Persona Step Libraries in Serenity BDD

John Ferguson Smart | Mentor | Author | Speaker - Author of 'BDD in Action'.
Helping teams deliver more valuable software soonerOctober 2, 2017

Serenity 1.6.3 comes with a new step library feature called Persona Step Libraries. Persona Step Libraries help you make your test code more intuitive and more readable. You can check out the full release announcement on our new Rocket Chat forum.

Serenity has always tried to make it easy to organise your test code into appropriate layers and reusable components. Step Libraries are one way it does this. Step Libraries let you layer your code into reusable business tasks, and hide the detailed interaction code (interacting with page objects or REST APIs, for example) away from the test logic. This makes the code both easier to reuse and easier to maintain.

But it can sometimes be hard to know how to organise your step libraries. For example, you can place all the methods associated with a particular user type in one step library. But this can lead to large, bloated step libraries that are hard to understand.

Persona thinking

We have found that a cleaner approach is to organise step libraries into slices of behaviour. For example, think of a client creating a new account, a client purchasing a book, or an administrator handling a refund. This keeps the libraries small and focused. And if your tests are aligned to specific slices of behaviour (as good tests tend to be), there won’t be too much overlap either.

Persona Step Libraries

In Serenity 1.6.3, you can use your step libraries to represent persona or actors in your tests. You can even give them names, with names that will appear in the reports. For example, suppose we were testing a Frequent Flyer application. We might have a slice of behaviour about a traveller who earns status points. Our first test might look like this:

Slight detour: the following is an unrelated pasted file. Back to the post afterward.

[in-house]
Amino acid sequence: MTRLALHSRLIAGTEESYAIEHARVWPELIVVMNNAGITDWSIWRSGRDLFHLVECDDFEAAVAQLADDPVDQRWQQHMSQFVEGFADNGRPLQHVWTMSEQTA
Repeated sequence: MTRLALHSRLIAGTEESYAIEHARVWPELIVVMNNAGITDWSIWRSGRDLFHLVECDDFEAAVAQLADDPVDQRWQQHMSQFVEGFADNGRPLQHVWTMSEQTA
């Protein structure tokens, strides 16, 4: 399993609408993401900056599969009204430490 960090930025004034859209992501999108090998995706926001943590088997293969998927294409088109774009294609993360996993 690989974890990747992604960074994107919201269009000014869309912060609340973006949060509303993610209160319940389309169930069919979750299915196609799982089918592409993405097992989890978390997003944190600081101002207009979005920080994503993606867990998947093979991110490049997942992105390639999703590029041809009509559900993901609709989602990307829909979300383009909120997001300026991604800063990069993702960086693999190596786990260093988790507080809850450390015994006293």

@RunWith(SerenityRunner.class)
public class WhenEarningFrequentFlyerStatus {
    @Steps
    TravellerEarningStatusPoints tracy;

    @Test
    public void members_should_start_with_Bronze_status() {
        // GIVEN
        tracy.joins_the_frequent_flyer_program();

        // THEN
        tracy.should_have_a_status_of(Bronze);
    }
}

The TravellerEarningStatusPoints step definition class looks like this:

public class TravellerEarningStatusPoints { 

    private String actor; 

    private FrequentFlyer frequentFlyer;

    @Step("#actor joins the frequent flyer program") 
    public void joins_the_frequent_flyer_program() {
        frequentFlyer = FrequentFlyer.withInitialBalanceOf(0);
    }
}

Notice how we have an actor field. This field will be instantiated with the name of the step library variable (in this case, “Tracy”). Then we can refer to the actor’s name in the step description:

    @Step("#actor joins the frequent flyer program") 
    public void joins_the_frequent_flyer_program() {
        frequentFlyer = FrequentFlyer.withInitialBalanceOf(0);
    }

When we run these tests, Tracy’s name will appear as part of the step descriptions in the reports:

Now the name of each persona appears in the text of the reports, making them that bit more readable and more relatable.

Related courses and workshops

If you want to learn more about Serenity BDD, take a look at the Serenity Dojo online training programme. The Serenity Dojo Online Training Programme is an innovative and exciting way of learning good BDD and Test Automation practices, including CucumberSelenium WebDriver, and Serenity BDD, and also the advanced Java development skills you need to be a great test automation specialist.

© 2019 John Ferguson Smart